We at Texas Fish & Game are dedicated to providing monthly features like our Dept. of Defense and continuing coverage of the latest in firearms news. Fish and game are our forte but we have long recognized the importance of not only firearms but the right to keep and bear them.

God bless the great state of Texas!

Chester Moore, Jr.



  1. Buck Burr says:

    It is always a good idea to be armed in the wild or in town .I have been attacked by wild dogs & wild men . The Us should pass a law requiring all law abiding citizens to own & know how to use a fire arm. We could be speaking Japanese today if it had not been for the enemy knowing we had armed citizens .

  2. John Keedy says:

    Good article. Too bad it was finished with Buck’s comments.

    First, Buck states he has been attacked by MULTIPLE wild dogs and wild men! Amazing. BUCK, you should consider a lifestyle change.

    Second, it’s obvious Buck doesn’t know much about the United States. If you want a gun, fine. But the idea that the government would REQUIRE anyone to own a gun is repulsive. Not a dictatorship, Buck.

    Finally, The idea that private gun ownership kept the Japanese from taking over our country is simply a ridiculous statement.

    Perhaps you should gather your thoughts before writing. Follow Chester’s lead of writing an insightful column.

  3. Howard Hashida says:

    “Carrying isn’t about being macho. It is not about a political statement.” = Personal belief only, not a reality. Why is it necessary to carry an AR15? And without any certified training? Defense against gang rape or a pack of 10+ dogs? Both are contradictions to the author’s points. While the points are valid, there really isn’t any discussion to be had as both sides are intractably planted. The only fully inalienable right to the gun rights lobby is the “right” to carry/own any type guns, opposed by the other zero guns side. I’m somewhere in the middle. Heck, how can someone be against AR15 ownership when .50 cals are legal?

  4. Pete says:

    Good article with many good points to consider.

    As for some of the previous comments: There are historical accounts that the Japanese did consider the fact that America citizens were armed. It was a concern. It obviously was not the only consideration. You have to admit that American citizens are different than many others in the world. Our culture of self reliance and self protection are bred from our history. I have many friends in Europe and their attitude towards defending themselves is definitely different.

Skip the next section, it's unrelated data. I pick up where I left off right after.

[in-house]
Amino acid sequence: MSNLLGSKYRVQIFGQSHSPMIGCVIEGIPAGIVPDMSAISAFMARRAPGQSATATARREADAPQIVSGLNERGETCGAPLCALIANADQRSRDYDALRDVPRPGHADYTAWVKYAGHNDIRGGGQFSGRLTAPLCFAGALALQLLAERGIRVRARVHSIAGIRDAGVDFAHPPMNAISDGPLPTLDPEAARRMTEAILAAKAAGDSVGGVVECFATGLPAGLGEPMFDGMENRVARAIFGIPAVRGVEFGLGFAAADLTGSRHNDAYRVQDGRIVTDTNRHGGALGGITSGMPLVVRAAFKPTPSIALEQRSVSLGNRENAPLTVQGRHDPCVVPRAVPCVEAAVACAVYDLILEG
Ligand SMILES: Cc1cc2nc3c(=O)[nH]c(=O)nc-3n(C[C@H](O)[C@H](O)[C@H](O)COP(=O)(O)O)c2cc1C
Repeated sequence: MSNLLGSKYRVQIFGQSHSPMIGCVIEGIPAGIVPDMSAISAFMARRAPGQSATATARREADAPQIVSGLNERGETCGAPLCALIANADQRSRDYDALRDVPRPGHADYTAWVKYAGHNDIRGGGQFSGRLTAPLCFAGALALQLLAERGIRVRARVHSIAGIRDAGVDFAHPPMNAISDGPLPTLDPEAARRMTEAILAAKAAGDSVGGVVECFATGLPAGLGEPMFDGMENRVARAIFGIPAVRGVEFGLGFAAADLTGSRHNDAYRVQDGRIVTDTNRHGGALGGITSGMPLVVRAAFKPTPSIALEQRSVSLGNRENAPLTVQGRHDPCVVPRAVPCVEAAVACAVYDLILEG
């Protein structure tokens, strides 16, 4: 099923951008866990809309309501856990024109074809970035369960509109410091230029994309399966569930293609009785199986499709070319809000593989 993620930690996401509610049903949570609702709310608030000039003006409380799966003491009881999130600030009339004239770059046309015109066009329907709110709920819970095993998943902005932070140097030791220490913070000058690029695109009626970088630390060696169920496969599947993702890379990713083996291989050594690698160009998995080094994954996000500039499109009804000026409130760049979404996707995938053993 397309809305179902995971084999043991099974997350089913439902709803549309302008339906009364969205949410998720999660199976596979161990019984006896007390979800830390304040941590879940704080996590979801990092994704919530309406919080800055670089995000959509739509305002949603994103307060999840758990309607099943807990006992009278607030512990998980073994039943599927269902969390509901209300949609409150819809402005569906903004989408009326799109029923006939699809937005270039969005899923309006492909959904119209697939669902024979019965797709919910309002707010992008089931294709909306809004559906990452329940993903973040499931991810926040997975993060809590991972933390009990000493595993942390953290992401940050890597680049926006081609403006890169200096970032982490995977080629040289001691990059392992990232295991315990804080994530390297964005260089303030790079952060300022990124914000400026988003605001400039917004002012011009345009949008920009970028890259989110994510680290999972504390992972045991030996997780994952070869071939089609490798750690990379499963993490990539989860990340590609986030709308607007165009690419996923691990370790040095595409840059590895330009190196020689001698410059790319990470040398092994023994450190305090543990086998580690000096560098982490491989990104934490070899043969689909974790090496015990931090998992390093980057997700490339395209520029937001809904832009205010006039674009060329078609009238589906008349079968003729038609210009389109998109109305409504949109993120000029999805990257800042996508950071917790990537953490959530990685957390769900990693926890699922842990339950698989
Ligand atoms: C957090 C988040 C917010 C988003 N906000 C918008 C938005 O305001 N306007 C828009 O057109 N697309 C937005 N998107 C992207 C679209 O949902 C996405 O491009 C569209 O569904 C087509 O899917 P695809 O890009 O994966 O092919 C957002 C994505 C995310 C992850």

There is at least one county in Europe that requires their citizens to own a firearm. They are not a dictatorship. As the progressives constantly chip away at out constitutional rights, the conservatives only play defense constantly giving in a little at a time. Would it be a good strategy to propose a more offensive strategy? When they propose taking something away they propose additional rights?

    I’m not sure that concealed carry is about making a political statement. I am a law abiding citizen. I am a retired emergency responder and carry routinely almost everywhere allowed. As the overwhelming majority of CHL holders I am a “good guy” (A CHL ID Card is routinely considered or nicknamed a “good guy card”). Frankly carrying concealed is somewhat of a burden. It can be uncomfortable, you have to consider keep it concealed as I have no desire to alarm anyone. However, I actually feel an obligation to carry. I constantly consider how bad I would feel if I needed it to protect my family or someone else in a terrible situation. For this reason I carry. I have had to branish the weapon on at least two occasions to warn off certain trouble. Once in town and once at a rest stop while traveling through West Texas. By doing so no issue occurred and the threat decided to move on. My wife also carries and has been concerned at night when traveling or in a downtown parking lot where she ensures her hand is on the pistol hidden in her purse.

    Finally, an AR15 is just another rifle. Frankly it is a low caliber rifle (There is a common debate on whether it is even ethical to use for deer hunting. I use it for hog hunting only). It just happens to be semi-automatic as it can shoot multiple rounds without reloading. It requires no more specific training than any other specific rifle. I also believe its a good self-defense weapon, even for the home. It is light and easy to carry for just about anyone. As with any rifle, you have to consider how far the projectile will travel or penetrate a wall. Depending on where you live (densely populated area), it may not be the best choice for an apartment or townhouse. I live in a rural area and consider it a good choice as besides a bad guy we have an occasion for having issues with wildlife and wild dogs.

    As always, its great to be able to live in a county that we can share thoughts freely. Thanks again for another good article.